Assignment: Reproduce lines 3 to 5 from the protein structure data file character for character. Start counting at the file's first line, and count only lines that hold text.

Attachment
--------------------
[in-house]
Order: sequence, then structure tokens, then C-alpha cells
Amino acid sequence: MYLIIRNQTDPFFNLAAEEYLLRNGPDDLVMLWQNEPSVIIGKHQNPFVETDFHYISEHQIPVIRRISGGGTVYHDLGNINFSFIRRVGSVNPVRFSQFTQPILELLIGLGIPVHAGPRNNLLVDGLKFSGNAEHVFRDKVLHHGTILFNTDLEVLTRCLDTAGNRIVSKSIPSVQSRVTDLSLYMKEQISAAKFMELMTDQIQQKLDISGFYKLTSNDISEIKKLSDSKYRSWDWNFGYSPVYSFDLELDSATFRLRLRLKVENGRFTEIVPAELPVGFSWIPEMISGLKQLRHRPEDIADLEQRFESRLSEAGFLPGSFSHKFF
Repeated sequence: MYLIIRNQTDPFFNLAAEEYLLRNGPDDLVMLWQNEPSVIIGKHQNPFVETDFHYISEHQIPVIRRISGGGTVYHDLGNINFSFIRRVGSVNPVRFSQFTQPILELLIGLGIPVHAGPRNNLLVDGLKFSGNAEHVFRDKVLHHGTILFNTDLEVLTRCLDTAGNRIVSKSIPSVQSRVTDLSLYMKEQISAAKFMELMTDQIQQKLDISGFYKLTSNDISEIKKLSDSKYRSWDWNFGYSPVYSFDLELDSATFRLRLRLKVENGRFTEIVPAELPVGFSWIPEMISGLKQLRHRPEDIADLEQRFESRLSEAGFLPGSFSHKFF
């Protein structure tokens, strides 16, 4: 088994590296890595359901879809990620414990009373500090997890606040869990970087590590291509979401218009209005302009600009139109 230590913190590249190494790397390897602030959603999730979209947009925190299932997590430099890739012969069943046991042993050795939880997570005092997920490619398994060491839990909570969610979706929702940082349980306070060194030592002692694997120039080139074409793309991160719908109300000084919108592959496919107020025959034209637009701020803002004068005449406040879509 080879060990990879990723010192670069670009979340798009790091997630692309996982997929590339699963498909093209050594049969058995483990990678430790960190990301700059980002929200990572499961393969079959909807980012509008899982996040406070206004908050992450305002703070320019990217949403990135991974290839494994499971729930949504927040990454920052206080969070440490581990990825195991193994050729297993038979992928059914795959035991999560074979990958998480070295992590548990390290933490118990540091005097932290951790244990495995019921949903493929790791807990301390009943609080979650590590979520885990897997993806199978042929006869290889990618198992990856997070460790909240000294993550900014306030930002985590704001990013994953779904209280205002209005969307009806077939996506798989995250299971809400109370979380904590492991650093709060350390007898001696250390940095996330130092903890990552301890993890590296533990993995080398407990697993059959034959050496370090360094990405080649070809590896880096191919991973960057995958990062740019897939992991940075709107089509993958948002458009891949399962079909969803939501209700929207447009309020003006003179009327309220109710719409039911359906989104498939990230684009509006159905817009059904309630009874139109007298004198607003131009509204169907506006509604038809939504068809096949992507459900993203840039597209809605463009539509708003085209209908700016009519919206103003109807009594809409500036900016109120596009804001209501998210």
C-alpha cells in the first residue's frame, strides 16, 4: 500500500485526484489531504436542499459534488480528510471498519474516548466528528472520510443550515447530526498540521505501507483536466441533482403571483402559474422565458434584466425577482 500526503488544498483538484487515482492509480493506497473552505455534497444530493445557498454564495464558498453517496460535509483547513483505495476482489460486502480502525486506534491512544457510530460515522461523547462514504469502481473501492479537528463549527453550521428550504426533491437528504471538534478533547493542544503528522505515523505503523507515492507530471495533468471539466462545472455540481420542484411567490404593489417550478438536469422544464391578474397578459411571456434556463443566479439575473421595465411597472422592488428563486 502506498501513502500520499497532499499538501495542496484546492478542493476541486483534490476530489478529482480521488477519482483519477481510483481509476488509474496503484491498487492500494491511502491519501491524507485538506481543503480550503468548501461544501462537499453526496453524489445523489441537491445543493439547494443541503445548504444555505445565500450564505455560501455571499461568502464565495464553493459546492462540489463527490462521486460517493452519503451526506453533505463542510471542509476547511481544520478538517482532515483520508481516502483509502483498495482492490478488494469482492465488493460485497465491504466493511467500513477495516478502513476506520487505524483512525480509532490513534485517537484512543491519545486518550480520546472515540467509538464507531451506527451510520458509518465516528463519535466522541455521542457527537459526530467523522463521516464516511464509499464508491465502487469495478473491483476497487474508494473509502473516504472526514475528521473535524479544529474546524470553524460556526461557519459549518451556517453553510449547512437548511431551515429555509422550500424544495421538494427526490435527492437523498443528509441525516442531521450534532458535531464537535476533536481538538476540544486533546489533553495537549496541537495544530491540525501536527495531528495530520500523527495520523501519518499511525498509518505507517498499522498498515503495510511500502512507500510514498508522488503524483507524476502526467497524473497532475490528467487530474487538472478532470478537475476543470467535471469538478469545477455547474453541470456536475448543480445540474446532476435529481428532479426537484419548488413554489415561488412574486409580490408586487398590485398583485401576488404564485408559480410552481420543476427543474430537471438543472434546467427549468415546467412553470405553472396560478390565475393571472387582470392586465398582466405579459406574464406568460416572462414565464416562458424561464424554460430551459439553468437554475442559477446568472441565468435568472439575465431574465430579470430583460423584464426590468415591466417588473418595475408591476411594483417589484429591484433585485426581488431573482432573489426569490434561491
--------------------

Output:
Amino acid sequence: MYLIIRNQTDPFFNLAAEEYLLRNGPDDLVMLWQNEPSVIIGKHQNPFVETDFHYISEHQIPVIRRISGGGTVYHDLGNINFSFIRRVGSVNPVRFSQFTQPILELLIGLGIPVHAGPRNNLLVDGLKFSGNAEHVFRDKVLHHGTILFNTDLEVLTRCLDTAGNRIVSKSIPSVQSRVTDLSLYMKEQISAAKFMELMTDQIQQKLDISGFYKLTSNDISEIKKLSDSKYRSWDWNFGYSPVYSFDLELDSATFRLRLRLKVENGRFTEIVPAELPVGFSWIPEMISGLKQLRHRPEDIADLEQRFESRLSEAGFLPGSFSHKFF
Repeated sequence: MYLIIRNQTDPFFNLAAEEYLLRNGPDDLVMLWQNEPSVIIGKHQNPFVETDFHYISEHQIPVIRRISGGGTVYHDLGNINFSFIRRVGSVNPVRFSQFTQPILELLIGLGIPVHAGPRNNLLVDGLKFSGNAEHVFRDKVLHHGTILFNTDLEVLTRCLDTAGNRIVSKSIPSVQSRVTDLSLYMKEQISAAKFMELMTDQIQQKLDISGFYKLTSNDISEIKKLSDSKYRSWDWNFGYSPVYSFDLELDSATFRLRLRLKVENGRFTEIVPAELPVGFSWIPEMISGLKQLRHRPEDIADLEQRFESRLSEAGFLPGSFSHKFF
């Protein structure tokens, strides 16, 4: 088994590296890595359901879809990620414990009373500090997890606040869990970087590590291509979401218009209005302009600009139109 230590913190590249190494790397390897602030959603999730979209947009925190299932997590430099890739012969069943046991042993050795939880997570005092997920490619398994060491839990909570969610979706929702940082349980306070060194030592002692694997120039080139074409793309991160719908109300000084919108592959496919107020025959034209637009701020803002004068005449406040879509 080879060990990879990723010192670069670009979340798009790091997630692309996982997929590339699963498909093209050594049969058995483990990678430790960190990301700059980002929200990572499961393969079959909807980012509008899982996040406070206004908050992450305002703070320019990217949403990135991974290839494994499971729930949504927040990454920052206080969070440490581990990825195991193994050729297993038979992928059914795959035991999560074979990958998480070295992590548990390290933490118990540091005097932290951790244990495995019921949903493929790791807990301390009943609080979650590590979520885990897997993806199978042929006869290889990618198992990856997070460790909240000294993550900014306030930002985590704001990013994953779904209280205002209005969307009806077939996506798989995250299971809400109370979380904590492991650093709060350390007898001696250390940095996330130092903890990552301890993890590296533990993995080398407990697993059959034959050496370090360094990405080649070809590896880096191919991973960057995958990062740019897939992991940075709107089509993958948002458009891949399962079909969803939501209700929207447009309020003006003179009327309220109710719409039911359906989104498939990230684009509006159905817009059904309630009874139109007298004198607003131009509204169907506006509604038809939504068809096949992507459900993203840039597209809605463009539509708003085209209908700016009519919206103003109807009594809409500036900016109120596009804001209501998210």